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Sunday, 30 June 2013

The Secret Keeper (2011)

Director: Bears Fonté
Stars: Sara Fletcher, Brad Fletcher, Rosalind Rubin and Ryan Mulkay
This film was an official selection at the 9th annual International Horror & Sci-Fi Film Festival in Phoenix in 2013. Here's an index to my reviews of 2013 films.
Around the time The Secret Keeper began, partway into the Sci-Fi Shorts A set at the International Horror & Sci-Fi Film Festival, the projector began to misbehave, thus rendering the colours notably off. Given that, even with this hindrance, The Secret Keeper was my favourite short in this set, I'm very happy to report that it looks a lot better when not filtered through a malfunctioning projector. That said, the colours are still faded, as old fashioned as are the clothes, hair styles and feel of the piece. We're never told where we are, but it's some sort of alternate universe 1940s America, with a lot that's very recognisable but things here and there that are completely alien. One of the latter is the mention of the Open Zone, in which our story takes place and from which characters aim to flee. The other is the neat little concept at the heart of the story and which provides its title. Alice, the leading lady, is a secret keeper, which is a profession in this world.

We watch how she works as the film begins, dealing with a client in such a way that invites a clear parallel with another profession. Alice works from home and her client feels nervous in even being there. It's his first time, apparently, and he's not sure how it all works. He's Calvin, but she doesn't need his name. She takes his money and asks him to wait for her in the bedroom. When she joins him, they can begin. No, she's not a prostitute, though she serves a similar purpose, to take care of a mental urge that has a physical manifestation. However, there's nothing sexual in the source of the urge or the way in which she satisfies it, making her more like a confessor, who can relieve burdens and allow people to move forward with their lives, happier with their secrets shared and not festering away inside. There's a literal transference, making Alice akin to a sin eater, but the secret doesn't stay in her; she's a physical conduit who transfers it on again into a glass jar.

I really liked this concept, that merges the world's oldest profession with perhaps its next oldest. There are ties to prostution beyond the clearly outlined parallels, in that secret keeping is hinted at not being a respected profession, perhaps one to which people come out of desperation and doubt, their visit a secret in itself. Yet there are continued parallels to the priesthood too, such as the ritual and litany of the event. 'Share this with me,' Alice asks each client to formally begin the process; 'Go and let the peace surround your soul,' she recites after it's over. This is an enticing concept and Sara Fletcher is magnificent in both aspects, simultaneously carnal and consecrated. Magnetically gorgeous even in dowdy attire, she would surely be the favourite in any brothel. Yet she carries herself impeccably, with a inherently trustworthy, almost holy air, making her a natural confessor. One client calls her a saint, but she prefers martyr.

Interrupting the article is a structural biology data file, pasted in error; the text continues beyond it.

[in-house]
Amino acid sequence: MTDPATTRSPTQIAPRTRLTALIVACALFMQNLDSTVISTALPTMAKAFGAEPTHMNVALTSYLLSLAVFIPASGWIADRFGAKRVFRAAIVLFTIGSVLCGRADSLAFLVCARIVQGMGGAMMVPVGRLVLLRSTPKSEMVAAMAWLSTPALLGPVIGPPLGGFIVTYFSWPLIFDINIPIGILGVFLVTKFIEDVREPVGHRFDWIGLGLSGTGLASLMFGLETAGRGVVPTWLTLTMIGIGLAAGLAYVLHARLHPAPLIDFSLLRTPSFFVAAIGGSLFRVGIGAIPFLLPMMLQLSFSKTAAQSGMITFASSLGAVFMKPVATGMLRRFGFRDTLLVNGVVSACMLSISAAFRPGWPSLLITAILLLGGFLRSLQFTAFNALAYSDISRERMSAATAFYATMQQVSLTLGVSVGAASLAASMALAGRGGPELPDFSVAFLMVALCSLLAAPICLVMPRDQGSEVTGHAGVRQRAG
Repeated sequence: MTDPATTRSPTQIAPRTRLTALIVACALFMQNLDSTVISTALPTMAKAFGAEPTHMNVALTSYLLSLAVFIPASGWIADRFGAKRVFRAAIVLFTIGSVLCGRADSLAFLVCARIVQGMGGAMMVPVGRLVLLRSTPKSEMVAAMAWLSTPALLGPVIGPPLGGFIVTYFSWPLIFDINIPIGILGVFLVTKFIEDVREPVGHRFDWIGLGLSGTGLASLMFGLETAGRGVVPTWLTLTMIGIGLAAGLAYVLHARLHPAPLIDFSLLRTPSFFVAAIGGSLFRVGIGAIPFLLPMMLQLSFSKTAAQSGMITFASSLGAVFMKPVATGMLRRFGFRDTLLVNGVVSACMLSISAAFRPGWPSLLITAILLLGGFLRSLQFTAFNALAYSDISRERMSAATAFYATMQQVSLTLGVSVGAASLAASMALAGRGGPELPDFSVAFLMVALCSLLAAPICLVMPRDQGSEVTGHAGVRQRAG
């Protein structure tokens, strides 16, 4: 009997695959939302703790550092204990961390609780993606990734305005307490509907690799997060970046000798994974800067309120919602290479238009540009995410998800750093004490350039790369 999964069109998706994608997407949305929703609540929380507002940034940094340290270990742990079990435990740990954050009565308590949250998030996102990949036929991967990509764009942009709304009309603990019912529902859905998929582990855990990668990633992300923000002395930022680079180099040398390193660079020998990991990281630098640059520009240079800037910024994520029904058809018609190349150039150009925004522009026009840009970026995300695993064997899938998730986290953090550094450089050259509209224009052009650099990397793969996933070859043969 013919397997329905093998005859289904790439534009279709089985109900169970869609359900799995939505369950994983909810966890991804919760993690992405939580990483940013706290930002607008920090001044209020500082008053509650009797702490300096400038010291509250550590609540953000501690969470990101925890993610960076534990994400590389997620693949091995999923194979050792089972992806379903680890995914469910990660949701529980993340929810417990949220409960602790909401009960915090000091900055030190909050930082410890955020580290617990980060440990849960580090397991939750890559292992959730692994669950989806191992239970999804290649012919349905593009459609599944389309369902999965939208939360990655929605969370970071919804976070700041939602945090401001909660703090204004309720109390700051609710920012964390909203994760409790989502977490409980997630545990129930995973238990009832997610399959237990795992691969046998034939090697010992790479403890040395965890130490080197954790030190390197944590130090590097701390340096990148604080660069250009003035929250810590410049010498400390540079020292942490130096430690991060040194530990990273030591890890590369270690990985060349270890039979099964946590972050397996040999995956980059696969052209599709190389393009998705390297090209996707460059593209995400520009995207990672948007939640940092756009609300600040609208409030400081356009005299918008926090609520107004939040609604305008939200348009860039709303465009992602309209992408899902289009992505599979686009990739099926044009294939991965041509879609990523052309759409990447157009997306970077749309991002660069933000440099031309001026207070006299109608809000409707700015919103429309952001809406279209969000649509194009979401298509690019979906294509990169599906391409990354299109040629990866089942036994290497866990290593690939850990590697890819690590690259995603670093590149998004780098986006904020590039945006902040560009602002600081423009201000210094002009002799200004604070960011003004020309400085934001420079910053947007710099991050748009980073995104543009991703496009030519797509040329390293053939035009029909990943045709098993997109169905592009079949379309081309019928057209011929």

What makes The Secret Keeper such a great film instead of just a great concept is that there's a strong story wrapped around it, unfolding consistently and believably over an unrushed eighteen minutes. I'm getting close to spoiler territory, so I'll be careful and merely say that another client comes to her with a secret to unburden which affects Alice directly and so tests her integrity as a secret keeper. With both prostitutes and confessors, there's a substantial level of trust inherent in the exchange and that's no different here. While there are clear sides drawn, with Alice the justified heroine, the underlying theme of the piece is Juvenal's old standard: 'Quis custodiet ipsos custodes?' This literally means 'Who will guard the guards?' but, courtesy of Alan Moore, is more commonly translated nowadays as 'Who watches the watchmen?' The Latin for 'Who will keep the secrets of the secret keepers?' is remarkably similar: it just adds the word 'arcana' for 'secrets'.

This film really has everything. It starts with a great concept, which it fashions into a great story, courtesy of Fletcher and director Bears Fonté. Underneath it all is a great theme which keeps us thinking, not only about what we see but the ramifications of it. The production is pretty solid too, with Fletcher's acting most notable. The other two actors we see a good deal of are Ryan Mulkay and Rosalind Rubin, both of whom do solid work too, Mulkay looking especially right for the period. If there's a downside, it's the lighting. While it looks much better without projection issues, it aims at a muted palette in deference to the forties feel and some scenes play out in light that's a little too dim and with colours that are a little too faded. That's not much of a downside for a powerful short and I certainly now need to track down iCrime, a feature Bears Fonté wrote and directed in 2011 with Sara Fletcher in the lead. If it's half as good as this, I'll be impressed.

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